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Attachment
Attachment in the context
of involving children in
assessment
What is attachment?
• Theory of personality development in the
context of close relationships (Howe 1999)
• An affectionate bond between two
individuals that endures through time and
space and serves to join them emotionally
(Kennel 1976)
Communicating with Children ©
National Children's Bureau 2006
What does it provide?
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•
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Safe base
Balance between trust and autonomy
Psychological development
Physical development
Cognitive development
Conscience development
Identity
Communicating with Children ©
National Children's Bureau 2006
How long does it last?
Shifted and renegotiated through life:
• Infant…
• Toddler…
• Child…
• Adolescent…
• Independence…
• Parenthood…
• Care of elders
Communicating with Children ©
National Children's Bureau 2006
Why of interest to children's
professions?
• Why close relationships matter
• How the quality influences development
• Assessing relationships – children's state and
parents’ ability to care
• Quality and character of relationships
• Improving parent and child relationships
• Parents’ own experiences
• Extended family – relevance for kinship care
Communicating with Children ©
National Children's Bureau 2006
What are attachment
behaviours?
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•
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Bring child in close proximity to caregiver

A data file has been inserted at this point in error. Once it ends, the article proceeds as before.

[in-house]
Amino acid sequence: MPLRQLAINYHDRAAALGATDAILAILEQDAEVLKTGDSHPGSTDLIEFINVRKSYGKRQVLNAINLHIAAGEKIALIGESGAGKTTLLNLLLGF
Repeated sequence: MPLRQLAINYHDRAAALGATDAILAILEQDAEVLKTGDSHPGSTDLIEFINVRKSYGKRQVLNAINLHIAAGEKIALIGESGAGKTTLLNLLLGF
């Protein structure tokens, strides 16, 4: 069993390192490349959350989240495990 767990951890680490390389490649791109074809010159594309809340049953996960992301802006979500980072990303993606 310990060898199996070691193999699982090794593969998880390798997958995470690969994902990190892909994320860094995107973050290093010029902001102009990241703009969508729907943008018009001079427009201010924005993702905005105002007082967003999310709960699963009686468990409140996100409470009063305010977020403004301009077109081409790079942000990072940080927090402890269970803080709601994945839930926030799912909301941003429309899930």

Maximise care and protection
Evolutionary – increase survival chances
Doesn’t automatically mean healthy bond
Give information about nature of attachment
– behaviours and responses
• Relevant to developmental stage
Communicating with Children ©
National Children's Bureau 2006
Patterns of attachment
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Secure
Ambivalent
Avoidant
Disorganised
Combinations of the above
Unattached
Communicating with Children ©
National Children's Bureau 2006
Care giving
Care giving behaviours reinforce good attachment
or compound attachment. Optimum behaviours
on the left and cause for concern on the right.
• Sensitive
-------- Not attuned
• Acceptance -------- Rejection
• Cooperation -------- Interference
• Accessibility -------- Ignoring
Communicating with Children ©
National Children's Bureau 2006
Attachment – cultural issues
• Basic concepts are same universally
• Aspects vary across cultures
• Attachment figures affected by family
structure
• Long-term separations
• Family networks and connections vital
• Asylum seeking children – effects of
separation.
Communicating with Children ©
National Children's Bureau 2006
Effects of lack of attachment
• Difficulty relating normally
• Difficulty growing socially, maintaining
relationships
• Difficulty caring for others
• Egocentric, impulsive, babyish,
• Difficulties with rules and laws
• Lack of trust – highly defended
Communicating with Children ©
National Children's Bureau 2006
Separation and loss
• Separation involves fear which needs to be
mastered; and loss involves grief which
needs to be expressed (Aldgate & Simmonds
1990)
• Grief is the process through which one
passes in order to recover from loss
(Fahlberg 1994)
Communicating with Children ©
National Children's Bureau 2006
Stages of grief
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(taken from On Death and Dying by KublerRoss,1969)
Shock
Denial
Anger
Bargaining
Sadness/despair
Resolution
Communicating with Children ©
National Children's Bureau 2006
Stages of withdrawal
(taken from A Child’s Journey Through
Placement by Fahlberg, 1994)
• Protest
• Despair
• Quiet withdrawal
Communicating with Children ©
National Children's Bureau 2006
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